From Seed, a paper entitled 'Social Networks are like the Eye', that discusses how a variety of 'tastes' can flow through a social network - including privacy.
In one project developed from this research, we considered whether someone wants to keep his or her information private on the Internet. Initially, without trivializing this serious topic, the issue of privacy was a methodological nuisance. But then we realized that, in addition to its conceptual importance, we could treat privacy as a taste. And we saw that the taste for privacy flowed through the network so that if I adopt privacy settings on Facebook, the people to whom I am connected will be more likely to adopt privacy settings.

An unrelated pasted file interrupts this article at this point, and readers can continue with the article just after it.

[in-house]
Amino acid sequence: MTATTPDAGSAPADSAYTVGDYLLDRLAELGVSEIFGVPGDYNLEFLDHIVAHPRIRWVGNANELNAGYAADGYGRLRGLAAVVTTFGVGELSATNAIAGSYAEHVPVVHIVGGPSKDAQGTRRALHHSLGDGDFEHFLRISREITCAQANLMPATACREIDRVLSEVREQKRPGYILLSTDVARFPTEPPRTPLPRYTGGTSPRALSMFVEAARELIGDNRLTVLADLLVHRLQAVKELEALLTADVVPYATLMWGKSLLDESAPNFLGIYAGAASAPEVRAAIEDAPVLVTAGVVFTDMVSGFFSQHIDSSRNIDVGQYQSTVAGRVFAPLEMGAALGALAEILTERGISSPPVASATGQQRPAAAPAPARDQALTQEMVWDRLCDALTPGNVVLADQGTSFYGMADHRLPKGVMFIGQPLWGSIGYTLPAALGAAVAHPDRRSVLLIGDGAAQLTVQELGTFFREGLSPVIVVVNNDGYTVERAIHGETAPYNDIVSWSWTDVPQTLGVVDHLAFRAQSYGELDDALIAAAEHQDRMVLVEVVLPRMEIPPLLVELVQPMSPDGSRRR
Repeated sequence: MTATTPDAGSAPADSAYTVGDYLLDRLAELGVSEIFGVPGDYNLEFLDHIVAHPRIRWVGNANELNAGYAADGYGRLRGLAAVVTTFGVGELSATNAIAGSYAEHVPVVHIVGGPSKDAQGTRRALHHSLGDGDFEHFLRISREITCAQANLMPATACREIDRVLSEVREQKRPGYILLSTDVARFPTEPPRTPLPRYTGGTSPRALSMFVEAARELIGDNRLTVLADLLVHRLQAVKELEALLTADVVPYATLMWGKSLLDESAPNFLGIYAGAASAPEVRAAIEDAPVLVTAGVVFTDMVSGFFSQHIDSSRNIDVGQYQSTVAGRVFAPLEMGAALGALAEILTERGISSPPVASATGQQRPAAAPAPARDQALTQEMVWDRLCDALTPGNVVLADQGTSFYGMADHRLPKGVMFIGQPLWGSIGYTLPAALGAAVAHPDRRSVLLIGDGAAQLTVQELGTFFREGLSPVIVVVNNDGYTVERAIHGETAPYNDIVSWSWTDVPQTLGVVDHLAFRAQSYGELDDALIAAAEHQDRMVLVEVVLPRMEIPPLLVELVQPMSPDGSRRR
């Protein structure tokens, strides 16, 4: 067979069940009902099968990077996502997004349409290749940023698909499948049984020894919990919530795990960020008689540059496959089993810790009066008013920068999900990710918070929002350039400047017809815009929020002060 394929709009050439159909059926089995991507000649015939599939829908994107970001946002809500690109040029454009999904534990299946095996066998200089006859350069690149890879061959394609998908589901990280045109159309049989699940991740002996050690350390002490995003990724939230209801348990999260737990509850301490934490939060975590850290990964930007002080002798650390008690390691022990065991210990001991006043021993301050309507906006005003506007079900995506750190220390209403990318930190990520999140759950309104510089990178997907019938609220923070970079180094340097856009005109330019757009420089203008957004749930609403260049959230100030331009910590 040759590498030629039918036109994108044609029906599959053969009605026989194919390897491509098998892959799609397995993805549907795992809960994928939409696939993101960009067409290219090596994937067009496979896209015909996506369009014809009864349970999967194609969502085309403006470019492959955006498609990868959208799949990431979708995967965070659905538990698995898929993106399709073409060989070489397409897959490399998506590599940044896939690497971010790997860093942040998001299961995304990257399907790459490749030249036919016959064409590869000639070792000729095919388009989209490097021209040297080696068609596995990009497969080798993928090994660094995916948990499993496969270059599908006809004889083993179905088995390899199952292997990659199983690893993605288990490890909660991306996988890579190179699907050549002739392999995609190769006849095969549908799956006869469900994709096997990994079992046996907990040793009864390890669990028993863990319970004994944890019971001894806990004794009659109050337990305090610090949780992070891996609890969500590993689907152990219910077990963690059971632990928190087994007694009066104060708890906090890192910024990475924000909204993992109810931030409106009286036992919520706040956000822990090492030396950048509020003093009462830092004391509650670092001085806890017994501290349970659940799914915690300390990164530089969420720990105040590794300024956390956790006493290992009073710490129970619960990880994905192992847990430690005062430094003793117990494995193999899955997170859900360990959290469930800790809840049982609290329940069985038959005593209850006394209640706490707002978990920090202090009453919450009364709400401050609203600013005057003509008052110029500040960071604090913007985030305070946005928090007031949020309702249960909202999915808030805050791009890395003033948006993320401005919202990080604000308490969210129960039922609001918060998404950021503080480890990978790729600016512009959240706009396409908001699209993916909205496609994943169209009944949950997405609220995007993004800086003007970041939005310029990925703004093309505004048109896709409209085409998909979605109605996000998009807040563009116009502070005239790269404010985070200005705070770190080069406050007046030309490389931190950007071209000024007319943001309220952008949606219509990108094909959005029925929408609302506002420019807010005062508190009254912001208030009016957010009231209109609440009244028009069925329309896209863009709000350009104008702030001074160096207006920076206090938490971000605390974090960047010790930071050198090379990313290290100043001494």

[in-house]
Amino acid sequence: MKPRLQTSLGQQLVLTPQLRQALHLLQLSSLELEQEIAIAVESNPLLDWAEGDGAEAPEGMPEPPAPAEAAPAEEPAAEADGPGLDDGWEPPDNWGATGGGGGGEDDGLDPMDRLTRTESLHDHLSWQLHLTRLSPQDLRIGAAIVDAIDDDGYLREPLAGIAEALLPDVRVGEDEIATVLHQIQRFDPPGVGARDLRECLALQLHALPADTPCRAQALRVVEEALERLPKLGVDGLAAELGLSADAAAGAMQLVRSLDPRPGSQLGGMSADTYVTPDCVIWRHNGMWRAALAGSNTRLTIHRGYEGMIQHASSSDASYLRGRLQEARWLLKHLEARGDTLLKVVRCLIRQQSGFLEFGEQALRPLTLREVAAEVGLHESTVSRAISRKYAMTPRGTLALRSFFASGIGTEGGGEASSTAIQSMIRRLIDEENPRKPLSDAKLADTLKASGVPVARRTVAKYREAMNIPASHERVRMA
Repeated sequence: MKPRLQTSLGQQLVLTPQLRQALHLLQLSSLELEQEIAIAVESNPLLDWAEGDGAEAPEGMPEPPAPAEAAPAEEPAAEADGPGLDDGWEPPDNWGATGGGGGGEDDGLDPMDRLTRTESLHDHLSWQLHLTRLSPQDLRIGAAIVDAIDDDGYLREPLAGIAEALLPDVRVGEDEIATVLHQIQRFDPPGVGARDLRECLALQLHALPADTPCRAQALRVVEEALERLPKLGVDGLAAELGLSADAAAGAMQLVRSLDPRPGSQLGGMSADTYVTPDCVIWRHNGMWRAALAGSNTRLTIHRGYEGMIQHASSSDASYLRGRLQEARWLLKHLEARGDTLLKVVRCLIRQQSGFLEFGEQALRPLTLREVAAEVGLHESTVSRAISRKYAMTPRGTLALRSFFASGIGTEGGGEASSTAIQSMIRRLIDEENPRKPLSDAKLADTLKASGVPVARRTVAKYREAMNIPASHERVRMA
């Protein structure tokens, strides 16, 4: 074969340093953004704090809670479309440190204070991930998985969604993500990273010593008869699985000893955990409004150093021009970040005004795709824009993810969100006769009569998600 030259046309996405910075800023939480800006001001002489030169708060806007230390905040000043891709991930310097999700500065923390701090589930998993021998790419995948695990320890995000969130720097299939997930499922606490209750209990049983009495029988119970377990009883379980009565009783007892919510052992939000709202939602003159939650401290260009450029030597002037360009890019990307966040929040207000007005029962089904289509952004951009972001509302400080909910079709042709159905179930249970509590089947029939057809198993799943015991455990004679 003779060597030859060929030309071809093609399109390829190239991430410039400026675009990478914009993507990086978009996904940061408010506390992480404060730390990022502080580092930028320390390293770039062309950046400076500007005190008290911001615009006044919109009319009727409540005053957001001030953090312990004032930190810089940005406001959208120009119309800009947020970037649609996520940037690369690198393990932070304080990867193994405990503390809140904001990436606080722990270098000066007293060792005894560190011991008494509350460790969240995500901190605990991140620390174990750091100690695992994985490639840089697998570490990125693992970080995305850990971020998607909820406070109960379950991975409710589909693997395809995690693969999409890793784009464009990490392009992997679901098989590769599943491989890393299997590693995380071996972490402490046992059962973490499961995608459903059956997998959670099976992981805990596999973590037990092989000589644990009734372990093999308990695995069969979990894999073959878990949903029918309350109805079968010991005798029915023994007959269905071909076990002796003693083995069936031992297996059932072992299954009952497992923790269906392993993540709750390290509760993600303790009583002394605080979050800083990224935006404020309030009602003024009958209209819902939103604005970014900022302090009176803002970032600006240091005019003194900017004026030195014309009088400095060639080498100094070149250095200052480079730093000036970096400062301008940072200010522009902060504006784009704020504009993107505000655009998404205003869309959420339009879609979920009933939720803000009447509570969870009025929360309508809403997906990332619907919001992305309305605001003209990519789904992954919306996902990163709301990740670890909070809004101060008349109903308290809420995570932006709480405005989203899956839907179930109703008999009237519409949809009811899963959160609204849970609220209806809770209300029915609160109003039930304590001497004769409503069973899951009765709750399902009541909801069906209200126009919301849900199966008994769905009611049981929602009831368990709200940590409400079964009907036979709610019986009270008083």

There's the rub. It's in my interest to keep my privacy settings high (all else being equal, which it isn't). But it's also in my interest for others in my networks to keep their settings low (so I can enjoy the pics of them pretending to be a car in Munich etc).
However, given the great influence I have over my peers, my high settings will likely drive them to be more privacy protective as well - thereby limiting my fun.
It seems to me that my privacy settings, additional to the identity data they protect, are themselves PII, and that the view I choose to expose of those settings to the world should not necessarily map accurately into their real values. That way, I can protect my own privacy, without prompting my friends & colleagues to do the same for themselves.